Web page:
e-Library of Evidence for Nutrition Actions (eLENA)

Long chain polyunsaturated fatty acid supplementation during pregnancy

n-3 long-chain polyunsaturated fatty acids may help regulate a number of biological processes including those that are important during pregnancy and delivery.

Marine foods are rich sources of n-3 long-chain polyunsaturated fatty acids and evidence from observational studies has suggested a potential association between consumption of marine foods during pregnancy and reduced risk of certain adverse health outcomes such as pre-eclampsia, preterm birth and low birth weight.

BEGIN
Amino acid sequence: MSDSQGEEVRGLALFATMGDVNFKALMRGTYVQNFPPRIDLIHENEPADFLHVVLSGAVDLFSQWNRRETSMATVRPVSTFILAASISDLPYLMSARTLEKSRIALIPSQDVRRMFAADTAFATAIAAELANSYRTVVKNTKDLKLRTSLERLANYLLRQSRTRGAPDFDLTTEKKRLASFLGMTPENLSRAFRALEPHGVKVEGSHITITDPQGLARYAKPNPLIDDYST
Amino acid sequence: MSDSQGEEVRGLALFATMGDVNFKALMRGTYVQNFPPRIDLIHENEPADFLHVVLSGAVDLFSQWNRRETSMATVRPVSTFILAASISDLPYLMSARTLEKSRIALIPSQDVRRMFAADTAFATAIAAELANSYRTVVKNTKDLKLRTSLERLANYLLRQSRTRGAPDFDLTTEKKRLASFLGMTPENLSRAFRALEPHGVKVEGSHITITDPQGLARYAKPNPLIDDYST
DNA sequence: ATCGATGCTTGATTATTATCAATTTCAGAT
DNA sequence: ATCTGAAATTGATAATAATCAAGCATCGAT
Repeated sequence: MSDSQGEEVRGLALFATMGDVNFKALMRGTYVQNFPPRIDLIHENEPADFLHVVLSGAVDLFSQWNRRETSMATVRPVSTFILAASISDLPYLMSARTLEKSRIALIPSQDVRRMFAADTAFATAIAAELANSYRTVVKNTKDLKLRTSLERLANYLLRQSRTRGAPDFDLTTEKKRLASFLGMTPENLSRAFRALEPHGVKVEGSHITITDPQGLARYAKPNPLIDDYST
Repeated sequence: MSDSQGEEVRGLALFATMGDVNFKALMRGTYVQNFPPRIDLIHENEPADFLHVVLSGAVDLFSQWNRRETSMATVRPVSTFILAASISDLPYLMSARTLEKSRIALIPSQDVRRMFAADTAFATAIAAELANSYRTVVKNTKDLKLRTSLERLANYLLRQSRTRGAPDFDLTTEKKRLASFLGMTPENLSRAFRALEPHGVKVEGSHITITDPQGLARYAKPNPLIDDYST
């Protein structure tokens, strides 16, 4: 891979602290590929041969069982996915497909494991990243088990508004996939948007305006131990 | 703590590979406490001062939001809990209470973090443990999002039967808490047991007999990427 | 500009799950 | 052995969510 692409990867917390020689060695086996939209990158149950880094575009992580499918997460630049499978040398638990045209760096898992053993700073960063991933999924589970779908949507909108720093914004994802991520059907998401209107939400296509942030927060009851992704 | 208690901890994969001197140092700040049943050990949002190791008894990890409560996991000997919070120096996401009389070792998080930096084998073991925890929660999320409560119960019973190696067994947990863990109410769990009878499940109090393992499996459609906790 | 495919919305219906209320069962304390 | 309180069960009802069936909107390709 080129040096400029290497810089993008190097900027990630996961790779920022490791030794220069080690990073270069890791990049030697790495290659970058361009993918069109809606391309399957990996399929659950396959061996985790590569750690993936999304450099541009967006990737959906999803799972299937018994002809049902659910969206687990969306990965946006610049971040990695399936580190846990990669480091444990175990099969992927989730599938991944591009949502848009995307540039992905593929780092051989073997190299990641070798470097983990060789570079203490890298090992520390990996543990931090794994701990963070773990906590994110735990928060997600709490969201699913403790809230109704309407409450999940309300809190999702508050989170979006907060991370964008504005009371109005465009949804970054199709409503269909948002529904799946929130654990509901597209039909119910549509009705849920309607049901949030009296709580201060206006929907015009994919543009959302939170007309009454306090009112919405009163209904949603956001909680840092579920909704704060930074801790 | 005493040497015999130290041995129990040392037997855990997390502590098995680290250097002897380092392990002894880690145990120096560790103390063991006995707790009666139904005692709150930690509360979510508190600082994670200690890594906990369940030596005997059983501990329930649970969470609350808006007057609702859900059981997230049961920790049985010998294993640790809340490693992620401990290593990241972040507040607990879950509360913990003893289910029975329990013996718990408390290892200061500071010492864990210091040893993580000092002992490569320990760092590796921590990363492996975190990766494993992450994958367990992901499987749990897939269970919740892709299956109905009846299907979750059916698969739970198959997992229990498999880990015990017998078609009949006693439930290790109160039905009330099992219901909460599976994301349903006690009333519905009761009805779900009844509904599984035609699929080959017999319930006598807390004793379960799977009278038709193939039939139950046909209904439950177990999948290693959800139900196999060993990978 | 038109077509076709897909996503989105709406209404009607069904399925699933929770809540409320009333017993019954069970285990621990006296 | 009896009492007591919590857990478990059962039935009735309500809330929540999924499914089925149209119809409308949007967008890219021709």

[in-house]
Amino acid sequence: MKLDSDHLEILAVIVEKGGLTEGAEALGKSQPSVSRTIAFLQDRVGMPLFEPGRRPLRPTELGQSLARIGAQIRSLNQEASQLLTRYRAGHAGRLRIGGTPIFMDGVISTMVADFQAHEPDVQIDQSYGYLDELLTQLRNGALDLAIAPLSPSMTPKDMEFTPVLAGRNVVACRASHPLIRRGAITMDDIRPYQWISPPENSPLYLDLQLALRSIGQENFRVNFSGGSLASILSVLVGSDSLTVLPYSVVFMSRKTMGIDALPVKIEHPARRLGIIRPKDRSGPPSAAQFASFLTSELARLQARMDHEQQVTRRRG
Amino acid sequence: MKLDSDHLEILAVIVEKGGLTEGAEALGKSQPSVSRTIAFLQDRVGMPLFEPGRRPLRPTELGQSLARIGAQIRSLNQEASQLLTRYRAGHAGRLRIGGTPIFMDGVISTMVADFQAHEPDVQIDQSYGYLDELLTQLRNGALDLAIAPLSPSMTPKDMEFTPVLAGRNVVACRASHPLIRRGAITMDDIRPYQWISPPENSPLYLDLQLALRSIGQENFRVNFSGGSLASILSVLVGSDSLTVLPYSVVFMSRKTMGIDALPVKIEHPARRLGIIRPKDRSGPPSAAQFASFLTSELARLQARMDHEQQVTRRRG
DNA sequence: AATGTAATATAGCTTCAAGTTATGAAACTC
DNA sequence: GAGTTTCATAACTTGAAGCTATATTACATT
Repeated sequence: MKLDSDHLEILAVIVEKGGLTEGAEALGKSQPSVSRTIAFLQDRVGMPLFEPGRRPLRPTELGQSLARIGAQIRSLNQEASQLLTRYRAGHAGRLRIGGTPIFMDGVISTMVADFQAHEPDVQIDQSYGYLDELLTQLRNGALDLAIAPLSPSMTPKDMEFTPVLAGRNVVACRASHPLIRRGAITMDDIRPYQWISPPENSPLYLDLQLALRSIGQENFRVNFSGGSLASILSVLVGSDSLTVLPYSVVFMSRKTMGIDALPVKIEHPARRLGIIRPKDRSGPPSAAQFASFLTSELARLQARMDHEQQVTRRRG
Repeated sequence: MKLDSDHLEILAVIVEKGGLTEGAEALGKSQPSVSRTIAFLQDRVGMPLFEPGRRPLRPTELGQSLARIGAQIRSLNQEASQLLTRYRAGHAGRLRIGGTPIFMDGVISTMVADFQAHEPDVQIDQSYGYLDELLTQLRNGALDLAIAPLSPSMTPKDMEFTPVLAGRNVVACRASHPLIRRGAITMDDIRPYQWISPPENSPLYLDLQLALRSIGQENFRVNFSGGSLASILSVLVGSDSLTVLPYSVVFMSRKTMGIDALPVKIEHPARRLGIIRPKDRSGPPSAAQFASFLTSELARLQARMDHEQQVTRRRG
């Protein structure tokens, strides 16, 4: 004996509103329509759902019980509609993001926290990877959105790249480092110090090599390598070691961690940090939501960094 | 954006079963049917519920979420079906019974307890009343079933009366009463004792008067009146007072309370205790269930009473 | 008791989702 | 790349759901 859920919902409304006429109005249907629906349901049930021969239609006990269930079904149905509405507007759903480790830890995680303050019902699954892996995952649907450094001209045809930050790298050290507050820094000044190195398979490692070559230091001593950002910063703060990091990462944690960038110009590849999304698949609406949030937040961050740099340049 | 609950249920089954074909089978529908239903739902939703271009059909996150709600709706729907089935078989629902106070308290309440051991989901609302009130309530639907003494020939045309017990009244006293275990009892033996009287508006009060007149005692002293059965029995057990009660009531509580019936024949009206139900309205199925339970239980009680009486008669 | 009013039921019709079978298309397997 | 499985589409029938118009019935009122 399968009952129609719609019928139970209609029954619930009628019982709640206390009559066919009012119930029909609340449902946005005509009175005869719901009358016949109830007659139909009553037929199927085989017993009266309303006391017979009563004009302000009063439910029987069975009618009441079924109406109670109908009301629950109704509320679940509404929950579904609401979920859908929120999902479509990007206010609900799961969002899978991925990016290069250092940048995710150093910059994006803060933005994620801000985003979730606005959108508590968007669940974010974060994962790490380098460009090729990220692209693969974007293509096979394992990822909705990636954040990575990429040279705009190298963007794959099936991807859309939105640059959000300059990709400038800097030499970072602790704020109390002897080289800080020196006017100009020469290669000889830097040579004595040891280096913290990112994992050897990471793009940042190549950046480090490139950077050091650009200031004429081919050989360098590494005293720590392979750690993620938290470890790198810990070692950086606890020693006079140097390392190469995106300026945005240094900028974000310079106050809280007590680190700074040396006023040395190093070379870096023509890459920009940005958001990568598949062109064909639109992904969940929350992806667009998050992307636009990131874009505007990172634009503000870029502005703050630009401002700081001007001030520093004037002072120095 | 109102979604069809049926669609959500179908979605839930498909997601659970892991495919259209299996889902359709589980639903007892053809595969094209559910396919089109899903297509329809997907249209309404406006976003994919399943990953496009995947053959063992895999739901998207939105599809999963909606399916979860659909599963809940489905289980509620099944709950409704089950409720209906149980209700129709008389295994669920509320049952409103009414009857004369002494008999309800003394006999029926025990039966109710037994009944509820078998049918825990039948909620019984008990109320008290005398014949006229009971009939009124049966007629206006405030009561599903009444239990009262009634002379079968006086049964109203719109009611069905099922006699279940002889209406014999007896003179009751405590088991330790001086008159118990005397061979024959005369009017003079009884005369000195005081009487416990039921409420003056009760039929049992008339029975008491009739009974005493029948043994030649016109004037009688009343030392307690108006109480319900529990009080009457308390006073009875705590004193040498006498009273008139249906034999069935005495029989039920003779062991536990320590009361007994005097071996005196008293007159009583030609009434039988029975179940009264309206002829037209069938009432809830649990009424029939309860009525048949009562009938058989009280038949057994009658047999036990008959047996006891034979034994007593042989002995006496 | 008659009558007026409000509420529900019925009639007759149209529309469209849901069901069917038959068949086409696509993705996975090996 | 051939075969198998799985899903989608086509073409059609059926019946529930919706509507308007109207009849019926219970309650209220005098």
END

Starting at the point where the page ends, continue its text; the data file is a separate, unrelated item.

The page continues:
Current evidence suggests that supplementation with n-3 long-chain polyunsaturated fatty acids is associated with a reduced risk of preterm delivery and modest increase in birth weight, however further research is needed before specific recommendations can be made.

WHO recommendations

Further research is needed before specific recommendations can be made.

WHO documents


GRC-approved guidelines

Status: not currently available

Evidence


Related Cochrane reviews
Other related systematic reviews
Clinical trials
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Last update:

16 July 2014 13:03 CEST

Category 2 intervention

Systematic review(s) have been conducted but no recent guidelines yet available that have been approved by the WHO Guidelines Review Committee

Biological, behavioural and contextual rationale

Implementation

There is not yet any implementation information related to this intervention in GINA

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